Look at the numbers. You can uncover the ratio of explicit homosexual and explicit heterosexual books by looking at the rated reviews yourself.  Ratedbooks.org lists many books that have been rated on a scale from 0 through 5 based largely on the MPAA rating system for movies.

Content-Based Rating Graphic | Protecting Kids From Explicit Material Shouldn’t Be Controversial | Public Square Magazine | Explicit Books in Schools | Explicit Children's Books

Books rated 4 and 5 should be thought of earning an NC-17 rating or above. The website lists 90 reviewed books with a 4/5 rating, but only 13 of those books (14%) have LGBT+ characters and themes. Parents that are concerned about explicit books are not “silencing minority voices.” The facts show that the public is against any sexually explicit content being served up to children, regardless of orientation. We can maintain school libraries reflective of diverse viewpoints, including LGBT+ authors and stories, without stories involving explicit sex. 

Let’s not pretend there aren’t consequences. One woman we know has a daughter whose pornography struggles started from what she read in her own school library. Another family paid upwards of 12k per month for residential treatment for their child due to a pornography addiction that included books found in public school libraries. There are many other stories like these. 

This is where we need journalists to help shine a light on what’s happening. Yet when news media like the Deseret News emphasize language such as “book banning” in a discussion this important, they invite the public to conjure up fascist history and provoke an emotional response to something that simply doesn’t exist in America. After all, even the most controversial books are widely available in public libraries and from booksellers.

Despite media stories to the contrary, current book removal efforts in Utah have never been about removing viewpoints from the public square.

Setting the record straight. So, let me say this clearly: there is no book-banning problem happening in Utah. This rhetoric is a frenzied smoke and mirrors display to incite fear and name-calling.  These sexually explicit books are available in great abundance from public libraries and booksellers. The specific efforts we are making are focused on sexually explicit books in Utah and entirely aimed at school libraries, not at public county/city libraries, and not at book distributors. Despite media stories to the contrary, current book removal efforts in Utah have never been about removing viewpoints from the public square.  They have always been about creating an age-appropriate collection of material that a child can browse and read at school unsupervised without being exposed to explicit obscenity.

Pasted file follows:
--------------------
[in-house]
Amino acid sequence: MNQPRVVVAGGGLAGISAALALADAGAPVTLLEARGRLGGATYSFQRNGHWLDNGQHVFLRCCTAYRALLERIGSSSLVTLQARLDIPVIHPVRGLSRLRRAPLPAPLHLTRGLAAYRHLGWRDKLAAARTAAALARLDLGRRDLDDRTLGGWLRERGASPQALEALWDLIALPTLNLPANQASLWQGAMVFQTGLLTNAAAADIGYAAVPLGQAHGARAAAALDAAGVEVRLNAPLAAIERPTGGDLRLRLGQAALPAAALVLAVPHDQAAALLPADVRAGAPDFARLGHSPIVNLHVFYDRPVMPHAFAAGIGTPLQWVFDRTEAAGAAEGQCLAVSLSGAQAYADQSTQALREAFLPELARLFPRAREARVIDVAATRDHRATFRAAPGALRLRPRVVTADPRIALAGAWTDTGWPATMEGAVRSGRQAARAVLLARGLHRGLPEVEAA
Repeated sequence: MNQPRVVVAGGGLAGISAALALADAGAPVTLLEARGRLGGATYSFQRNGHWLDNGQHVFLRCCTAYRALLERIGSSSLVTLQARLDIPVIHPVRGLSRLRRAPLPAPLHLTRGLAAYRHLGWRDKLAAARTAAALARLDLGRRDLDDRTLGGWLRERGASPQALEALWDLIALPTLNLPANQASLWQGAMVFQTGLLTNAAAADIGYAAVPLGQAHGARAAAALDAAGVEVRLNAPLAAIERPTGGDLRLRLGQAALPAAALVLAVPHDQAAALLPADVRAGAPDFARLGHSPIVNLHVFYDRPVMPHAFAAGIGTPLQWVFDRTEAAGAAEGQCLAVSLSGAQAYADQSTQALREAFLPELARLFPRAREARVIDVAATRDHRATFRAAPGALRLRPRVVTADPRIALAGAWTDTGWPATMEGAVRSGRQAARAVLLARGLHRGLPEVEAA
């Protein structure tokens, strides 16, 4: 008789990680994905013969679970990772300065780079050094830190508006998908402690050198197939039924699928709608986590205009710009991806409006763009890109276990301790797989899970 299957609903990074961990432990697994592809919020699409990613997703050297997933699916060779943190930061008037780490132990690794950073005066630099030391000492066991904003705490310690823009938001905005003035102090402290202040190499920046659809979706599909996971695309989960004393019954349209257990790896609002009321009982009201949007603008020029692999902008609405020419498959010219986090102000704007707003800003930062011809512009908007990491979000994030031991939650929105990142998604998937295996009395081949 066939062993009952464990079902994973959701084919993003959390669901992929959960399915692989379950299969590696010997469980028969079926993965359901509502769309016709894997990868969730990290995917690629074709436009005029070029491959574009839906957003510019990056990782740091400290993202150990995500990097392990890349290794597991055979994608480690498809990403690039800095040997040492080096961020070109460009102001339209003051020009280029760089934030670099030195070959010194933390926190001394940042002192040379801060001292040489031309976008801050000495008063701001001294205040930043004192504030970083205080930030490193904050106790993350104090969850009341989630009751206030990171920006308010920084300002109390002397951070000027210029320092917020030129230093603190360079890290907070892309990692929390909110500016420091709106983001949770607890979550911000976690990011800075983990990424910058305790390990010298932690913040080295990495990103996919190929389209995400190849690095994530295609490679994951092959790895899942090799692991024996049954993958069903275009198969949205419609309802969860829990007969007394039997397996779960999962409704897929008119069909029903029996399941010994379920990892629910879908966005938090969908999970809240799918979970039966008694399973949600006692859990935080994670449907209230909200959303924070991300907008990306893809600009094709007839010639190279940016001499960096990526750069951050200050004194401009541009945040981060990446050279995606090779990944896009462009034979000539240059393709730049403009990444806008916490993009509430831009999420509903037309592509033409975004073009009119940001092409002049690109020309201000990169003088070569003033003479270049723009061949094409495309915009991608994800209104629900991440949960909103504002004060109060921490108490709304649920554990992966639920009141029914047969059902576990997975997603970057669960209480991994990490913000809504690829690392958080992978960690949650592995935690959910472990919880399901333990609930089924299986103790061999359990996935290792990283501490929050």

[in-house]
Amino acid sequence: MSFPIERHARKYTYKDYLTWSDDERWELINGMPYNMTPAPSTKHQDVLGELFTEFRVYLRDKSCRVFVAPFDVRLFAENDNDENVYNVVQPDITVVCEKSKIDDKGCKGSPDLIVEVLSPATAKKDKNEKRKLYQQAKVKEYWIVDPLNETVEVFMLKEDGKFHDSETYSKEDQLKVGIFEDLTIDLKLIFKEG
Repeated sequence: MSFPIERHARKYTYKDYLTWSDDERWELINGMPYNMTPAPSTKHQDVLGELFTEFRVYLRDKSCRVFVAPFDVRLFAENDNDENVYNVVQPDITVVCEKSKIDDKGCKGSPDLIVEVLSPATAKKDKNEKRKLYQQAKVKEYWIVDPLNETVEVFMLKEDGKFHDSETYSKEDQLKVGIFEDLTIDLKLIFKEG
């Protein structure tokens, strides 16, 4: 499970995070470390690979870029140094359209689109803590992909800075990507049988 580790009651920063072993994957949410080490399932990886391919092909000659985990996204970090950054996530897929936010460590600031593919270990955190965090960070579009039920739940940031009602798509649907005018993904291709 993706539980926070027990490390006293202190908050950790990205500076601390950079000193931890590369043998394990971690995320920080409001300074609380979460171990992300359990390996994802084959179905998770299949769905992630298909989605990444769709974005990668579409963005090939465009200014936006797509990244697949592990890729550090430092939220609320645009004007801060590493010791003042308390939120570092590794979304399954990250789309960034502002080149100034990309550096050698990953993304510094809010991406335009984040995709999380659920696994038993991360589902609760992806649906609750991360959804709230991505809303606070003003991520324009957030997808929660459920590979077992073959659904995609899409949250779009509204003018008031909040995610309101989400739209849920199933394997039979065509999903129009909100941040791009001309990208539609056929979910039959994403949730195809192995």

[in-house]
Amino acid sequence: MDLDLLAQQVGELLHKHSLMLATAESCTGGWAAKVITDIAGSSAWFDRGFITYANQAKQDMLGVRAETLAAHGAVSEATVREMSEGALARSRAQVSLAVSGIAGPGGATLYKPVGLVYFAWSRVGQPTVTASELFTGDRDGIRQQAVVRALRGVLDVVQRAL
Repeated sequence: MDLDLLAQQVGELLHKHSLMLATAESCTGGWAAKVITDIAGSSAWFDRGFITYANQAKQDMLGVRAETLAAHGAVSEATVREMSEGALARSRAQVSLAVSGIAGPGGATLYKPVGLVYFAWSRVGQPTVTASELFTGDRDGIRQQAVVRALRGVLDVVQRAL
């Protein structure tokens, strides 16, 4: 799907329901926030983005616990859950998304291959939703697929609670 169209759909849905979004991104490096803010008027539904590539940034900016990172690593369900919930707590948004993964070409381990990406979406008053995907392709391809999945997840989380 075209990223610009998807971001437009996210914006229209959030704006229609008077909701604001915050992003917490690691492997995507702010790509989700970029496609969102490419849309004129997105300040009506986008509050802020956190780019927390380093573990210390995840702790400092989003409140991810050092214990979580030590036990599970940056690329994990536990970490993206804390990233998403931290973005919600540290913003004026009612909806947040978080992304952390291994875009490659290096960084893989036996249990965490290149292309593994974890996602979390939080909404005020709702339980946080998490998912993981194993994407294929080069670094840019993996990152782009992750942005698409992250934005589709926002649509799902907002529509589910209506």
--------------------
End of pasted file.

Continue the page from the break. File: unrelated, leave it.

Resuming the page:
While there is no comprehensive list of every book that has been challenged in Utah thus far, I will offer here a sample of code violations from 10 books challenged within the Alpine School District.  (Warning.  This content is sexually explicit) According to the law, these books are indecent and do not belong in schools.  But it’s best to look at the material and decide for yourself.  

Thankfully, we have seen other voices featured in the Deseret News—albeit less prominently—pushing back on these claims and setting the record straight, including a helpful commentary from Representative Ken Ivory (“It’s not discrimination—we are protecting children from pornography”) and Suzanne Bates, (“Parents are right to be concerned about what kids read”; see also “Stop Calling Concerned Parents Hatersin this magazine). 

Yet a host of questions remain. If activists (and activist journalists) really believe that children should have no warnings or limits on what they access, then why aren’t they protesting ratings in movie theaters, music, video games, and TV? 

And if they truly believe in the First Amendment, then why are parents publicly shamed for exercising the freedom of speech to say that sexually explicit and, ofttimes, pornographic books are even more harmful to children than controlled, addictive stimulants like alcohol and drugs? 

Instead of addressing the real issue, which is giving unlabeled sexually explicit books to children, we continue to witness a popular yet misleading narrative that turns our attention away from a unifying issue (protecting kids from sexually explicit material) to one that is deeply divisive (these people are just racists! And bigots!).  

For a topic of such importance, and about which parents could unite to work together, it’s disappointing to see journalists confusing the matter. The lack of clarity in that leading Deseret News article seems to intentionally undermine the reasonable efforts of citizens to protect children from obscene content that violates the existing standards of decency under the law.

 

 

About the author

Brooke Stephens

Brooke Stephens received her MA from UMass Boston and sits on the board of Utah Parents United, which aims to educate and empower parents to advocate for their children. She is a wife and a mother of four